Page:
October 2004

Monday 18thOctober 2004

After a long break from robot- building due to holidays and other commitments I finally made a start on building a couple of current limiters for the motor drive circuits. There was no free space within the motor controller box itself to mount the limiter, but I found a void right next to the box just under the mounting bracket.

I was hoping to mount the current limiting MOSFETs on an aluminium "brick" similar in construction to the existing MOSFET final power stage. I was going to squeeze both left and right motor current limiters onto one brick and at the same time position the MOSFETs as close together as possible on the heatsink base. Both the heatsink and the bus bars were going to be made out of 6mm alluminium which I happen to have an abundance of.

Current limiter plates and bus bars
Current limiting mouting
plates and bus bars

MOFETs mounted on current limiter plate
Each row of MOSFETs provide 245 amps
of current limiting for each motor drive

The fully assembled current limiting brick
Fully assembled current limiting brick

Current limiter mounted on underside of motor controller
The current limiter mounted on the left
next to the motor power stage MOSFET bricks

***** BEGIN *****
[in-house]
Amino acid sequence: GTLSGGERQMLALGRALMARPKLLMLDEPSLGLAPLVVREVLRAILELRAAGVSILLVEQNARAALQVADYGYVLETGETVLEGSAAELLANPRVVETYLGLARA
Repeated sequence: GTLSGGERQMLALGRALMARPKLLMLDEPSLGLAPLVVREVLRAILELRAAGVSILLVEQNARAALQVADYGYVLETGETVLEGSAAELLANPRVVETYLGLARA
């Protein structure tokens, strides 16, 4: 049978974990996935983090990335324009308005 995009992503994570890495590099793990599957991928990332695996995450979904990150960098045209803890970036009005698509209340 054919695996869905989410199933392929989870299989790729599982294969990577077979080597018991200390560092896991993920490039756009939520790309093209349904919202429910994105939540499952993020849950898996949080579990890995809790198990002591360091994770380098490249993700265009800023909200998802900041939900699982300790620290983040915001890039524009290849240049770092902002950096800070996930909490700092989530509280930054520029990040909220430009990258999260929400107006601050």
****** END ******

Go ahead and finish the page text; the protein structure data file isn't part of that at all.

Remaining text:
Here are a few pictures of the current limiter in various stages of construction. It's a little hard to see clearly in the last photo, but the limiter fits quite nicely on the motor controller mounting brackets close to the power stage MOSFET bricks which simplified the wiring routing considerably.

Go to top top

Saturday 30thOctober 2004

I tackled the problem of the hog's twisted flipper during the last week. During my last battle against Spawn Again, I was hurled into the air and landed on the front corner of the flipper. Most of the impact was absorbed by the aluminium flipper tip whose edge bent up. It was a simple case of unscrewing the tip and then wealding a club hammer at it to restore it near enough to its previous shape. The rest of the flipper was a different matter because of the triangulation nature of the struts. All of these had stretched slightly in the impact so it was virtually impossible to twist the flipper back to its original shape. In the end I hacksawed through several strutts and then ligned them all up again before welding them back together.

Go to top top
Go to top top

Back to Hassocks Hog home pageBack to July 2004Forward to November 2004

Last updated 8th November